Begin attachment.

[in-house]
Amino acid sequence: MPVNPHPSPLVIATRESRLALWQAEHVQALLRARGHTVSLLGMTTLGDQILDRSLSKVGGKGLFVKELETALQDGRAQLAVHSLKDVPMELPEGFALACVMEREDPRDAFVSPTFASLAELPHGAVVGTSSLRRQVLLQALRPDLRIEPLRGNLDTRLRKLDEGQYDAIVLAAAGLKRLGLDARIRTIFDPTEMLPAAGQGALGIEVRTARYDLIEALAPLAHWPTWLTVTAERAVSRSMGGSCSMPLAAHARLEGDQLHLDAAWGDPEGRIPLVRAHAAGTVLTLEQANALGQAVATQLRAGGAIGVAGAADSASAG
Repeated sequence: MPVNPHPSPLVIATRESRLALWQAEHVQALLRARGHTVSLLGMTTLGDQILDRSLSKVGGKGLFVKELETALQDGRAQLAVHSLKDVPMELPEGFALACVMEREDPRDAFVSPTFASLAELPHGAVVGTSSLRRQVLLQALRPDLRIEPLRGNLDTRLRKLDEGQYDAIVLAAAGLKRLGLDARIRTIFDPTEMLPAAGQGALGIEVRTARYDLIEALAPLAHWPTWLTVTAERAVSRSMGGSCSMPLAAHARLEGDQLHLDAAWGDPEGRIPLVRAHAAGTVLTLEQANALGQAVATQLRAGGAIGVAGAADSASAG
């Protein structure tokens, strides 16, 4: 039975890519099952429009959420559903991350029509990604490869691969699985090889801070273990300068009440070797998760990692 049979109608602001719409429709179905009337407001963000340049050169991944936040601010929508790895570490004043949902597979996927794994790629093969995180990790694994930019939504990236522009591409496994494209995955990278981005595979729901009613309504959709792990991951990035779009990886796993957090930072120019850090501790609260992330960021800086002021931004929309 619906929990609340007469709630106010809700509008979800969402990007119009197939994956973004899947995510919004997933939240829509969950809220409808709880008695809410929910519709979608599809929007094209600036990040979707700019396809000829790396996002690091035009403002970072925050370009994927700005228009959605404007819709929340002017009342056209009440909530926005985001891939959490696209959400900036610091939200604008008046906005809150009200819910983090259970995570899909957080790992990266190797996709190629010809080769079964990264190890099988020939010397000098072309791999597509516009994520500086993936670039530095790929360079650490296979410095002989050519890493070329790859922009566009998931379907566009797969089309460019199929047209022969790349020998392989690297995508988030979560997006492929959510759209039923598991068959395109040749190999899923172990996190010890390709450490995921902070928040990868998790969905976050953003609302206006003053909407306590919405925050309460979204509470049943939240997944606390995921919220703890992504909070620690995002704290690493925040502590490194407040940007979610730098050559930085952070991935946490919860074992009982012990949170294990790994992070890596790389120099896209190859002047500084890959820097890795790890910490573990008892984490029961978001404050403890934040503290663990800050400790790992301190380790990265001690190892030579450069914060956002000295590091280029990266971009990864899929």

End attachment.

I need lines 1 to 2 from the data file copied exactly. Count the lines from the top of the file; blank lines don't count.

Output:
[in-house]
Amino acid sequence: MPVNPHPSPLVIATRESRLALWQAEHVQALLRARGHTVSLLGMTTLGDQILDRSLSKVGGKGLFVKELETALQDGRAQLAVHSLKDVPMELPEGFALACVMEREDPRDAFVSPTFASLAELPHGAVVGTSSLRRQVLLQALRPDLRIEPLRGNLDTRLRKLDEGQYDAIVLAAAGLKRLGLDARIRTIFDPTEMLPAAGQGALGIEVRTARYDLIEALAPLAHWPTWLTVTAERAVSRSMGGSCSMPLAAHARLEGDQLHLDAAWGDPEGRIPLVRAHAAGTVLTLEQANALGQAVATQLRAGGAIGVAGAADSASAG